AIA Introduces Energy Modeling Guide

In order to help architects more accurately predict the energy consumption in their design projects, the American Institute of Architects (AIA) has put together An Architect’s Guide to Integrating Energy Modeling in the Design Process.

The guide is an exhaustive, step-by-step map to predicting (and thus reducing) the energy usage of buildings.

Cities including Washington, D.C, San Francisco and Philadelphia have passed legislation requiring nonresidential building owners to measure and report their buildings’ annual energy use. By employing energy modeling during the design phase, it will become much easier for building owners to meet energy efficiency targets.

Written and assembled by a committee of architects, sustainability experts, and government building science officials, as well as AIA staff, the guide surveys a wide swath of the building design and construction industry to present baseline best practices for empirically evaluating the energy performance of buildings.

Beyond defining and making a case for energy modeling, this primer walks readers through different types of energy modeling and the individual tools and software available for it. As a relatively new technical specialty, the guide also discusses how to bring energy modeling to other building team members, like engineers and clients.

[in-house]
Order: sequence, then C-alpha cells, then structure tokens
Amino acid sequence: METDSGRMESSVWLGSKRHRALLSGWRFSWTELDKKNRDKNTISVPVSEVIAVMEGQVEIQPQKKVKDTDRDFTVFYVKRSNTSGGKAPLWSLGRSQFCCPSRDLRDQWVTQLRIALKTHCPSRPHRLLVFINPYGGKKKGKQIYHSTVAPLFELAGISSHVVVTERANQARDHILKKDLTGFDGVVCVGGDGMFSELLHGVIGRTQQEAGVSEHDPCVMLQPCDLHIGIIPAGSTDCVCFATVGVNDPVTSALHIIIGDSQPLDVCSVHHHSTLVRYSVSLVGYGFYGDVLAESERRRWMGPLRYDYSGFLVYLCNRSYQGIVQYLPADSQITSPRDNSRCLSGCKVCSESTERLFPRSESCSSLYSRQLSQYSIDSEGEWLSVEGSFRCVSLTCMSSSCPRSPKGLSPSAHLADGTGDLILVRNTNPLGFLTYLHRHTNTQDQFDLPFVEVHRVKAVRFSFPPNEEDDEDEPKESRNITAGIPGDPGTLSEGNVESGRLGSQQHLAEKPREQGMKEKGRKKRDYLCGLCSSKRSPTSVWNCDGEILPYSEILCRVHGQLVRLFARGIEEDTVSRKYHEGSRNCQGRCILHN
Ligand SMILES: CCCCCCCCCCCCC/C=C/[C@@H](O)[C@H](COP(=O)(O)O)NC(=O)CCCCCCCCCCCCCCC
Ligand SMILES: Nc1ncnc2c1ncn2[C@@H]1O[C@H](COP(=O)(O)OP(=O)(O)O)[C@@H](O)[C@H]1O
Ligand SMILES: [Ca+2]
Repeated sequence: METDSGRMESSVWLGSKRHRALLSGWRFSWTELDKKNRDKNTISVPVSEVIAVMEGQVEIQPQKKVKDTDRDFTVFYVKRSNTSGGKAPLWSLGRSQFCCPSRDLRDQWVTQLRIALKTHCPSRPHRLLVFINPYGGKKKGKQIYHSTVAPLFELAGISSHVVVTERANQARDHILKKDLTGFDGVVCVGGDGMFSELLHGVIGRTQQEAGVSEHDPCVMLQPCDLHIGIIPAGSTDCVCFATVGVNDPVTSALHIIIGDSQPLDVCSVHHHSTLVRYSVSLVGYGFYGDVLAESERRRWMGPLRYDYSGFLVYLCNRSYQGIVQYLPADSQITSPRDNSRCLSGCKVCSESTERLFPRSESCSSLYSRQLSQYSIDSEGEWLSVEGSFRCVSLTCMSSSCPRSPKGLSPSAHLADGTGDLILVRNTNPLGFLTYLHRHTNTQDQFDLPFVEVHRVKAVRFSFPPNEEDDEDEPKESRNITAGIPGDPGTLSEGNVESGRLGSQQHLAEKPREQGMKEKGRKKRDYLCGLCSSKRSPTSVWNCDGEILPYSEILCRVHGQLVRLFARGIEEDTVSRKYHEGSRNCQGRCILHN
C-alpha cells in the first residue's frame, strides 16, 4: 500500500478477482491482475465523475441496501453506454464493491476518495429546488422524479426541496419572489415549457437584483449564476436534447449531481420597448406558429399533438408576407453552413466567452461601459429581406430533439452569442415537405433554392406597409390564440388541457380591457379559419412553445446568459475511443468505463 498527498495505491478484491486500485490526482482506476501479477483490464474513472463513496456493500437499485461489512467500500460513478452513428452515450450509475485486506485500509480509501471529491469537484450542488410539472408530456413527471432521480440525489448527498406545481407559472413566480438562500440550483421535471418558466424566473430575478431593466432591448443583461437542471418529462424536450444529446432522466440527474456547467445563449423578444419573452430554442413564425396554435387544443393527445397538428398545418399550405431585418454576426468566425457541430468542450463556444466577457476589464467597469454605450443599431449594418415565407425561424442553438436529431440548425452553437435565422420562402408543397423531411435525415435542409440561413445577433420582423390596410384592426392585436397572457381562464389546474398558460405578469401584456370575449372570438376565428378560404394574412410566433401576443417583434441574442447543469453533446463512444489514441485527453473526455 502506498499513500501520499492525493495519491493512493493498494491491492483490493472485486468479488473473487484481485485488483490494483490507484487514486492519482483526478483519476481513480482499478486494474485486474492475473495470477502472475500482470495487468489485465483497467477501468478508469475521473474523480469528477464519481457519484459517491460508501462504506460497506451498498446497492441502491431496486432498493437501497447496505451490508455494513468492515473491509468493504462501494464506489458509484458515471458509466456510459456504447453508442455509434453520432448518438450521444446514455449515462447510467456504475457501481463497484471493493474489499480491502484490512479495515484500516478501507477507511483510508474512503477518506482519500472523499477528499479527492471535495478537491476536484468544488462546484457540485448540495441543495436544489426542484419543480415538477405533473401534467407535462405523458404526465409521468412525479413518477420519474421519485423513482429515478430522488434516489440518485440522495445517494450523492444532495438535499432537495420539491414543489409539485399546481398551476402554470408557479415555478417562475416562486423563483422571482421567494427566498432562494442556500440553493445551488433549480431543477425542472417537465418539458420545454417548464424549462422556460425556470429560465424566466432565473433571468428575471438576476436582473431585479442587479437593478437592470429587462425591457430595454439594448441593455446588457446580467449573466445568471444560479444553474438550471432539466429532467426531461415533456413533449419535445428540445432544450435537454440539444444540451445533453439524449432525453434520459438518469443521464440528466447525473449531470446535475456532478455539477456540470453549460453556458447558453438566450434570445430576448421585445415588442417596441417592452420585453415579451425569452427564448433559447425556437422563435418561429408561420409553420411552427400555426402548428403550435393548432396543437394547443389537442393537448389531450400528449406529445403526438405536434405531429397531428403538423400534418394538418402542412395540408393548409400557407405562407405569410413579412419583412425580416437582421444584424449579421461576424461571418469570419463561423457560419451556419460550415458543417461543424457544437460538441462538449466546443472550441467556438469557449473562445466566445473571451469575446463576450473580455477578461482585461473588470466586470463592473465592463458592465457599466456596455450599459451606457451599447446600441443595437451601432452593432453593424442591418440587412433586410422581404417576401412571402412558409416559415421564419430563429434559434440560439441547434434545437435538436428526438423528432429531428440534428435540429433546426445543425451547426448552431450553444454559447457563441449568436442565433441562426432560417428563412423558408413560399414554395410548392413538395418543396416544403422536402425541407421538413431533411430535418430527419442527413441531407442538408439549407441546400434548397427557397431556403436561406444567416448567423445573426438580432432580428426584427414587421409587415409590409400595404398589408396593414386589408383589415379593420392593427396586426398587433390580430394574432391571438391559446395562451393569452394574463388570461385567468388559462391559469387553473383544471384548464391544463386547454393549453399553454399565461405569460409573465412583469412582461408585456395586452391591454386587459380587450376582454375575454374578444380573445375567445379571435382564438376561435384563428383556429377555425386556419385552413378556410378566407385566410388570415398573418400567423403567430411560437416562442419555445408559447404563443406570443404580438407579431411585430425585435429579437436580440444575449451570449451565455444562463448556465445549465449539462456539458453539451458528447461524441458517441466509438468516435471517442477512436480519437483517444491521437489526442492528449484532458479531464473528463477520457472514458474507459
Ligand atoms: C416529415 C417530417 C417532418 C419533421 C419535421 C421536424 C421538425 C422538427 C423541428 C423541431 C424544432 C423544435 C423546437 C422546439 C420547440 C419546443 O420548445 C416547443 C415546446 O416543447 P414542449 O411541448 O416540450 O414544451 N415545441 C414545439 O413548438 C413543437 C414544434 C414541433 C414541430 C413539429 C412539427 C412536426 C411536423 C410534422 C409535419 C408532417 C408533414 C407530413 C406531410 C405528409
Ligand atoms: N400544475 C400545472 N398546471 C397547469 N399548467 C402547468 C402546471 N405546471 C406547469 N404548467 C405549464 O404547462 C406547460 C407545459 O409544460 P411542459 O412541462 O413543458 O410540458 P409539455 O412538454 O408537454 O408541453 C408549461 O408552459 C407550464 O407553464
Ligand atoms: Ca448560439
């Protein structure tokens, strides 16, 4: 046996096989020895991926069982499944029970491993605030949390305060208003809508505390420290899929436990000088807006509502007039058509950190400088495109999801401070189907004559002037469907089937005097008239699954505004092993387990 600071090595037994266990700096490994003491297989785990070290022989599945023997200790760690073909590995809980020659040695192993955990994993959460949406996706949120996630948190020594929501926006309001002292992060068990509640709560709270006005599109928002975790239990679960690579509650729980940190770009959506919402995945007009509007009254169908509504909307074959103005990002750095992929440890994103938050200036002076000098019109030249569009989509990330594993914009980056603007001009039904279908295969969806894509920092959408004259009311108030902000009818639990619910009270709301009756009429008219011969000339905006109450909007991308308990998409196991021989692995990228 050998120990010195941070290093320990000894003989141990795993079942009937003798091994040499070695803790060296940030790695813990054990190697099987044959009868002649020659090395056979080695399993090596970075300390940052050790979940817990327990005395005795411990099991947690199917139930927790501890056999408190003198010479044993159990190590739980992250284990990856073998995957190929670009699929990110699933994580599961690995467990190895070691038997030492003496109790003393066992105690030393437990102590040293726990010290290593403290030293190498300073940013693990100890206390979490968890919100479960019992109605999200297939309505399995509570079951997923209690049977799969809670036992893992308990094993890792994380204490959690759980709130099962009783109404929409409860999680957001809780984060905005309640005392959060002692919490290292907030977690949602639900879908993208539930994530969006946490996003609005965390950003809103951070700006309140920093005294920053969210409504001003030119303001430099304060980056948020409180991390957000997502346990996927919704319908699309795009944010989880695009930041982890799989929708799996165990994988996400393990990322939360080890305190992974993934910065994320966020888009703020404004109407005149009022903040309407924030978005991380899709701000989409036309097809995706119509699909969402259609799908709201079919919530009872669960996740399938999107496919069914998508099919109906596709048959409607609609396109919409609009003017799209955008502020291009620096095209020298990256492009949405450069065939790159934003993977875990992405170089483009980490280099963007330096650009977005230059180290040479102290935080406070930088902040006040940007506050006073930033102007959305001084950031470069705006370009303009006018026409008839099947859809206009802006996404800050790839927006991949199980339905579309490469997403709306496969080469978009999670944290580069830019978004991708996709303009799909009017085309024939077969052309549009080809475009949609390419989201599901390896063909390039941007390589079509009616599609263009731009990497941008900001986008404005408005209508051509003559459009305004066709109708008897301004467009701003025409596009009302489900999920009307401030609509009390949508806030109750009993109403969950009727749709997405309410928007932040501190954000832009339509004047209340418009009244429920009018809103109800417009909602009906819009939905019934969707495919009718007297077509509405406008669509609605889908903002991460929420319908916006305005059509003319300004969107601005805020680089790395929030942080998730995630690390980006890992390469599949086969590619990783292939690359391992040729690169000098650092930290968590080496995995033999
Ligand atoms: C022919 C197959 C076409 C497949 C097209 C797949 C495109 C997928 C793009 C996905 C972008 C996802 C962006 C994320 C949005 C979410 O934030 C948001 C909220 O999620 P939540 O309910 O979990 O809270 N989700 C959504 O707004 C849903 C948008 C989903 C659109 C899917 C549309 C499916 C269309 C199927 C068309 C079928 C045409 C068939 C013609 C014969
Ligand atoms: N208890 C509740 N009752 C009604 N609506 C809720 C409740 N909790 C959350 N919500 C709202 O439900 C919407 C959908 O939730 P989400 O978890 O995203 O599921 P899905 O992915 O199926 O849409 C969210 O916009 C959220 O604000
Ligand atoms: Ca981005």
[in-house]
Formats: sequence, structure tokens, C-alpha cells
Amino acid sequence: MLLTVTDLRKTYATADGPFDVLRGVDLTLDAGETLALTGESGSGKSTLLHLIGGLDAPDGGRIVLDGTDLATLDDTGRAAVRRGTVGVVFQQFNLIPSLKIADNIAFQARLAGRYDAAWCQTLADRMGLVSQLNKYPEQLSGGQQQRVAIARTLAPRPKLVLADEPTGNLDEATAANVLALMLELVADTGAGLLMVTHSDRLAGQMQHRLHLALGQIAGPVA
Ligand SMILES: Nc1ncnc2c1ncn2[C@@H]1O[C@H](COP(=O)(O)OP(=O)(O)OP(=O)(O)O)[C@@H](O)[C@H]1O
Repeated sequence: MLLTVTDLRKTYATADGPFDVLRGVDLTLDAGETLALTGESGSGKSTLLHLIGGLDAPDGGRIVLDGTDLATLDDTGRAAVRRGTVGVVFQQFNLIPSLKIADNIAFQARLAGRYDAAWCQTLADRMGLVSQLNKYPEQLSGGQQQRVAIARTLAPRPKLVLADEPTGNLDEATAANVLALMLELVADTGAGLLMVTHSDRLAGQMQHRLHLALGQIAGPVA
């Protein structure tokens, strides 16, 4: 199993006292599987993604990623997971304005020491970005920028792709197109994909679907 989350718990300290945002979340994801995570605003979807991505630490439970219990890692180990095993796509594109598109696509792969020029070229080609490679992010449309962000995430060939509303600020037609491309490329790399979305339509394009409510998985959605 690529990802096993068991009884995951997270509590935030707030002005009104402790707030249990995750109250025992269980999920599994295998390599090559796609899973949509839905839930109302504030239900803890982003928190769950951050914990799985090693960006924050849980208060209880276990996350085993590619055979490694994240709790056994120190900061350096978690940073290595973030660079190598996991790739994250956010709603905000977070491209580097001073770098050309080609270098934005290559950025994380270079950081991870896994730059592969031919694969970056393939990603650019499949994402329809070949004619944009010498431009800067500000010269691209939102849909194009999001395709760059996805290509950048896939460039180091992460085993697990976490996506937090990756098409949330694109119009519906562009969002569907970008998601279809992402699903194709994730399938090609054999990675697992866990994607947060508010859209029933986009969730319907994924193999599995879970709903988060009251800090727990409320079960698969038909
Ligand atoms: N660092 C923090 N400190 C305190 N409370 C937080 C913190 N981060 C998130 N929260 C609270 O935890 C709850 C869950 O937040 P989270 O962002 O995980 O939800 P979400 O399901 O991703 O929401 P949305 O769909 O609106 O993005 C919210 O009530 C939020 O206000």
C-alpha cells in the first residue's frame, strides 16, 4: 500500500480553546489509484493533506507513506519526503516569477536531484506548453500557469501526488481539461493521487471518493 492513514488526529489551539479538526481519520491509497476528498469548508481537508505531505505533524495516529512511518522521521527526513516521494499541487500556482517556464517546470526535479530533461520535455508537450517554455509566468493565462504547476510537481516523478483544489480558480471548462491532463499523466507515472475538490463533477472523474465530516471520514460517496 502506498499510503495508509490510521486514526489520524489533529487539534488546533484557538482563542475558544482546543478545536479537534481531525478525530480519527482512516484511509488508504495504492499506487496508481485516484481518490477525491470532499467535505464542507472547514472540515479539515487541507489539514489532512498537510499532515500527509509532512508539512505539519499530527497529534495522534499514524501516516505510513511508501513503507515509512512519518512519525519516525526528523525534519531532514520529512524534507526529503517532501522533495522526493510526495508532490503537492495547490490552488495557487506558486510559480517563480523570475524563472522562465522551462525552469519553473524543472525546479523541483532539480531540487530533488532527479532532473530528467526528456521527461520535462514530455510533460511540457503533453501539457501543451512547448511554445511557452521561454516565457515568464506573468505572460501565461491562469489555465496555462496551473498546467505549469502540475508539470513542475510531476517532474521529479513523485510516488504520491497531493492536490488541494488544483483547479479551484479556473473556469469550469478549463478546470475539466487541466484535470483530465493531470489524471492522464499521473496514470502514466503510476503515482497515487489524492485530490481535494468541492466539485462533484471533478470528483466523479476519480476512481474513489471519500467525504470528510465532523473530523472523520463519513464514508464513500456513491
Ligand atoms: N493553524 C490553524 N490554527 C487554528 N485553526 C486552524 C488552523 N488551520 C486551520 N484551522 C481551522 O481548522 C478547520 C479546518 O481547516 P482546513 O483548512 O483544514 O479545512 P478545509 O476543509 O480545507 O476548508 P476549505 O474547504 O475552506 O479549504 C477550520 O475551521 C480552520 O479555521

From initial exploratory design concepts to code compliance and ongoing energy maintenance, the manual covers the entire spectrum of design and building.

“Energy modeling is fast becoming a more useful means to better inform major design decisions early and often throughout the building design process. It can provide a roadmap to help practitioners lead their clients toward energy efficiency goals, green code compliance and building certification programs,” said AIA President, Jeff Potter, FAIA in a statement.

“It is imperative for the entire design and construction industry to be cognizant of the energy use implication buildings have, in terms of limited resources, climate change, and rising utility costs.”


Source:  CityBiz

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